Change of Circumstances
The ex gratia relief from the Foreign Ownership Surcharge is based on the future intended use of residential property. Accordingly it is therefore possible that the ultimate use of the residential property may vary from the intended use (at the time of the acquisition) of the residential property
Accordingly successful applications for ex gratia relief must advise RevenueSA in writing if the actual acquisition, development or re-development or any relevant circumstance or any other relevant information becomes materially different from that which was specified in the ex gratia relief application.
For example if a foreign person acquires residential land and proposes to develop 20 residential homes but subsequently only develops only 15 residential homes the foreign person must advise Revenue SA. In such circumstances Revenue SA reserves the right to recover an ex gratia payment if the applicant does not advise Revenue SA.
It is not clear from the Revenue Ruling whether:
RevenueSA would seek to recover any ex gratia payment where the applicant provides the requisite information but the development differs materially from the proposed development or simply whether RevenueSA would only seek to recover any ex gratia payment where the foreign owner fails to provide the requisite information.
RevenueSA would seek to recover any ex gratia payment in the event that a development is delayed (and if so what timeframe would apply) or if the development does not proceed at all.
interest or penalties would be imposed by Revenue SA if the foreign owner fails to provide the requisite information relating to a material change with the development.
RevenueSA might seek recourse against a vendor in attempting to recover any ex gratia payment following a change of circumstances. As such, it may be prudent for vendors to consider including additional provisions in any contract for sale whereby the foreign investor as purchaser indemnifies the vendor in respect of any potential recovery by RevenueSA of any ex gratia payment.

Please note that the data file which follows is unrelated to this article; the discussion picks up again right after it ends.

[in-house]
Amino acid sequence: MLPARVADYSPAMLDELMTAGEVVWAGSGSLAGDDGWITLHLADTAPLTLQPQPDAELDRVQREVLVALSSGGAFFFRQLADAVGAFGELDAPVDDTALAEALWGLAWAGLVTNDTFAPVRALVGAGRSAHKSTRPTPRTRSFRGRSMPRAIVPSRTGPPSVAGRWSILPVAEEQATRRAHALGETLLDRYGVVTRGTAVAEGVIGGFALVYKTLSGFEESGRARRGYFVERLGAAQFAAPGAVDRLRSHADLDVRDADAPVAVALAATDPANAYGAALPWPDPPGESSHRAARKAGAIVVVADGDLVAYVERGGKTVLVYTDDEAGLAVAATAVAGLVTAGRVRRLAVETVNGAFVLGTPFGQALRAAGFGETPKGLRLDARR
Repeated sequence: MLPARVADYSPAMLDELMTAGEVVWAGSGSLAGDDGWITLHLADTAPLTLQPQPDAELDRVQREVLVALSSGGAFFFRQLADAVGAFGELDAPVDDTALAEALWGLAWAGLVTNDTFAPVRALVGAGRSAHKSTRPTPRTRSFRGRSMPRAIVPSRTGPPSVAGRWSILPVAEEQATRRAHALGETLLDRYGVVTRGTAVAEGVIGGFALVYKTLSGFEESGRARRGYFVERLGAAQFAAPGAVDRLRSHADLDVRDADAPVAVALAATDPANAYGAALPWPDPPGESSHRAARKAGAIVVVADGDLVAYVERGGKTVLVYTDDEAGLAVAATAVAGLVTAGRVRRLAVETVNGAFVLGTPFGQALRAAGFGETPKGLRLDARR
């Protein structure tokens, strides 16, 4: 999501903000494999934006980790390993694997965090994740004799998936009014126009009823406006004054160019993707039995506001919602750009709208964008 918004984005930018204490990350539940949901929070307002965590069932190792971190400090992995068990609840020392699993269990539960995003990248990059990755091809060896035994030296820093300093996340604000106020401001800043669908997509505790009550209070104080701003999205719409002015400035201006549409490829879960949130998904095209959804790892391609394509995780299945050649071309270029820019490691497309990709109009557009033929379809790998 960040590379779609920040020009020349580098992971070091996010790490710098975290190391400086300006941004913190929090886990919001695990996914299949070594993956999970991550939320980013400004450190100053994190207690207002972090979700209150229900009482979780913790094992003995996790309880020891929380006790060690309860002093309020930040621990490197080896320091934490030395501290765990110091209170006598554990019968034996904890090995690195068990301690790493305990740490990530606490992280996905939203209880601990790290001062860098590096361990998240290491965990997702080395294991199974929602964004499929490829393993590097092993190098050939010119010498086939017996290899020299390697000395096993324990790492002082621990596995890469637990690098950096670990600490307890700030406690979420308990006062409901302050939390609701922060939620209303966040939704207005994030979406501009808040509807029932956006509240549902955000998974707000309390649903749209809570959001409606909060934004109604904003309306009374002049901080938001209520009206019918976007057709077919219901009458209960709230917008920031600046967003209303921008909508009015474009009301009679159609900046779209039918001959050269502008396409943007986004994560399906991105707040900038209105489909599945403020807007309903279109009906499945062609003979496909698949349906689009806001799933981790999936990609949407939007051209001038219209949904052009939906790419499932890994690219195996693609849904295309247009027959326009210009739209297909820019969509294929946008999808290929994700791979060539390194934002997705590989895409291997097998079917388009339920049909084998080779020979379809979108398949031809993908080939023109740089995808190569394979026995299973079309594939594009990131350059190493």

This Revenue Ruling does not impact on the existing change of circumstance provisions under s72 of the Act that might apply if a person becomes or is no longer a foreign person.
Developers selling apartments to foreign persons
The Revenue Ruling does not address the issues faced by vendors and foreign person purchasers of residential land where the foreign person does not intend to carry out a significant development.
The Foreign Ownership Surcharge continues to apply to dutiable instruments entered into on or after 1 January 2018 with foreign person purchases.
Specifically the Foreign Ownership Surcharge still applies and is not impacted by this Revenue Ruling where a contract for sale may have been entered into prior to 1 January 2018 (for example in relation to an off the plan apartment development) and the dutiable instrument (i.e. the memorandum of transfer) is not entered into until after 1 January 2018. No ex gratia relief is available under the Revenue Ruling in these circumstances.
Revenue Ruling SDA012 may provide some relief from the surcharge for foreign owners intending to acquire and develop residential land.
The Revenue Ruling does not apply to foreign purchasers who do not wish to or cannot undertake a significant development (for example; where a foreign person purchases a single apartment in a high rise residential apartment complex).
Careful consideration will need to be given to the particular circumstances in each instance to determine whether relief might be available.
Please contact Cowell Clarke for further information or if you require assistance in respect of transactions subject to foreign ownership requirements including making an application for ex gratia relief of the Foreign Ownership Surcharge.